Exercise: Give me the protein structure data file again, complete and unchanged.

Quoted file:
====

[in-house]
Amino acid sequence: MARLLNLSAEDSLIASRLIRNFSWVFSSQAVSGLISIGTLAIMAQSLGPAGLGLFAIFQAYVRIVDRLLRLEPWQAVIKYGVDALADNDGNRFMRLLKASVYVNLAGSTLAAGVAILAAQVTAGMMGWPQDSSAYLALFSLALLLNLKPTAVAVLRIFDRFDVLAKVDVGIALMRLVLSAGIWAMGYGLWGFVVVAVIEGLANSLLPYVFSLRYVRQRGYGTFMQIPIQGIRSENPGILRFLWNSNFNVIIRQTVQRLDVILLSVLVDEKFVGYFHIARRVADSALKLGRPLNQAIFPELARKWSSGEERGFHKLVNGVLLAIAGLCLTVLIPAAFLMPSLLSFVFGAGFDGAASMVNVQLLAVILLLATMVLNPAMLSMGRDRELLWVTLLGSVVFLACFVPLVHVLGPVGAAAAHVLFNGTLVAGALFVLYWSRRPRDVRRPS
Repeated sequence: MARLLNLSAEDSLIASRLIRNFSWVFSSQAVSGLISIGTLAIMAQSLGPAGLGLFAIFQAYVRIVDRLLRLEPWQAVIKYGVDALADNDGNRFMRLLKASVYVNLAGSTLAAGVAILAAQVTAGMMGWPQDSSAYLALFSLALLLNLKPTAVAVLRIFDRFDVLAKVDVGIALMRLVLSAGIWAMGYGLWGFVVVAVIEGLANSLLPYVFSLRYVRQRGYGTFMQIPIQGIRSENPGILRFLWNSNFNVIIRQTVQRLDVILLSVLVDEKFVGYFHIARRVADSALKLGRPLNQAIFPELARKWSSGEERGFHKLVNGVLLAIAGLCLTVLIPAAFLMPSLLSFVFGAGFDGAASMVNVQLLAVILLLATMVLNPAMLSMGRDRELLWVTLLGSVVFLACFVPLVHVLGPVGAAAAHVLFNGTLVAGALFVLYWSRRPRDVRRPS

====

[in-house]
Amino acid sequence: MARLLNLSAEDSLIASRLIRNFSWVFSSQAVSGLISIGTLAIMAQSLGPAGLGLFAIFQAYVRIVDRLLRLEPWQAVIKYGVDALADNDGNRFMRLLKASVYVNLAGSTLAAGVAILAAQVTAGMMGWPQDSSAYLALFSLALLLNLKPTAVAVLRIFDRFDVLAKVDVGIALMRLVLSAGIWAMGYGLWGFVVVAVIEGLANSLLPYVFSLRYVRQRGYGTFMQIPIQGIRSENPGILRFLWNSNFNVIIRQTVQRLDVILLSVLVDEKFVGYFHIARRVADSALKLGRPLNQAIFPELARKWSSGEERGFHKLVNGVLLAIAGLCLTVLIPAAFLMPSLLSFVFGAGFDGAASMVNVQLLAVILLLATMVLNPAMLSMGRDRELLWVTLLGSVVFLACFVPLVHVLGPVGAAAAHVLFNGTLVAGALFVLYWSRRPRDVRRPS
Repeated sequence: MARLLNLSAEDSLIASRLIRNFSWVFSSQAVSGLISIGTLAIMAQSLGPAGLGLFAIFQAYVRIVDRLLRLEPWQAVIKYGVDALADNDGNRFMRLLKASVYVNLAGSTLAAGVAILAAQVTAGMMGWPQDSSAYLALFSLALLLNLKPTAVAVLRIFDRFDVLAKVDVGIALMRLVLSAGIWAMGYGLWGFVVVAVIEGLANSLLPYVFSLRYVRQRGYGTFMQIPIQGIRSENPGILRFLWNSNFNVIIRQTVQRLDVILLSVLVDEKFVGYFHIARRVADSALKLGRPLNQAIFPELARKWSSGEERGFHKLVNGVLLAIAGLCLTVLIPAAFLMPSLLSFVFGAGFDGAASMVNVQLLAVILLLATMVLNPAMLSMGRDRELLWVTLLGSVVFLACFVPLVHVLGPVGAAAAHVLFNGTLVAGALFVLYWSRRPRDVRRPS